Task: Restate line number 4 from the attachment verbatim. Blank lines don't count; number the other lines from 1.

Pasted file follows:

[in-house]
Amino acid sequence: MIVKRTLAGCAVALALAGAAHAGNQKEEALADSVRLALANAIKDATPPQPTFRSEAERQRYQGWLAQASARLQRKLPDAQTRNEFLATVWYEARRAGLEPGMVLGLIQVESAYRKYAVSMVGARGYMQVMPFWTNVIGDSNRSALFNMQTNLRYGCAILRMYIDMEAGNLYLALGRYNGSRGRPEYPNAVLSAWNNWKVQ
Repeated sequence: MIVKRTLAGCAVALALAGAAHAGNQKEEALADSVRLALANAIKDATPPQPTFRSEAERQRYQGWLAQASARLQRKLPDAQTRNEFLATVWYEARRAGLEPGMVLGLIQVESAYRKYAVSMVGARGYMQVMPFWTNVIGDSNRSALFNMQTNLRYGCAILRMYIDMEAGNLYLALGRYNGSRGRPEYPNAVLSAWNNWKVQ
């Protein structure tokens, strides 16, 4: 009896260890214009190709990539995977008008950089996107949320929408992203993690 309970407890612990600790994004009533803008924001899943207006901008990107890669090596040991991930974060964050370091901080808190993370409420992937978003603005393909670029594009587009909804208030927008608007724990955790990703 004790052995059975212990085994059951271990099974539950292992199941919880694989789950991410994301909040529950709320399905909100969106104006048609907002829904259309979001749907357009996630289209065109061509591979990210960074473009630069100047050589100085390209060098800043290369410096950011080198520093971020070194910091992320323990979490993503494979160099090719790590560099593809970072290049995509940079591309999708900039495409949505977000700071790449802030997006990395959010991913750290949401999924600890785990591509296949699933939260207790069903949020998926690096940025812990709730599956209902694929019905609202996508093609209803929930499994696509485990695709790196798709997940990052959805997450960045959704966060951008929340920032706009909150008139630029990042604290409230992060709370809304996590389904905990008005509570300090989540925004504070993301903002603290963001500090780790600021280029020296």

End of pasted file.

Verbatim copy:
């Protein structure tokens, strides 16, 4: 009896260890214009190709990539995977008008950089996107949320929408992203993690 309970407890612990600790994004009533803008924001899943207006901008990107890669090596040991991930974060964050370091901080808190993370409420992937978003603005393909670029594009587009909804208030927008608007724990955790990703 004790052995059975212990085994059951271990099974539950292992199941919880694989789950991410994301909040529950709320399905909100969106104006048609907002829904259309979001749907357009996630289209065109061509591979990210960074473009630069100047050589100085390209060098800043290369410096950011080198520093971020070194910091992320323990979490993503494979160099090719790590560099593809970072290049995509940079591309999708900039495409949505977000700071790449802030997006990395959010991913750290949401999924600890785990591509296949699933939260207790069903949020998926690096940025812990709730599956209902694929019905609202996508093609209803929930499994696509485990695709790196798709997940990052959805997450960045959704966060951008929340920032706009909150008139630029990042604290409230992060709370809304996590389904905990008005509570300090989540925004504070993301903002603290963001500090780790600021280029020296």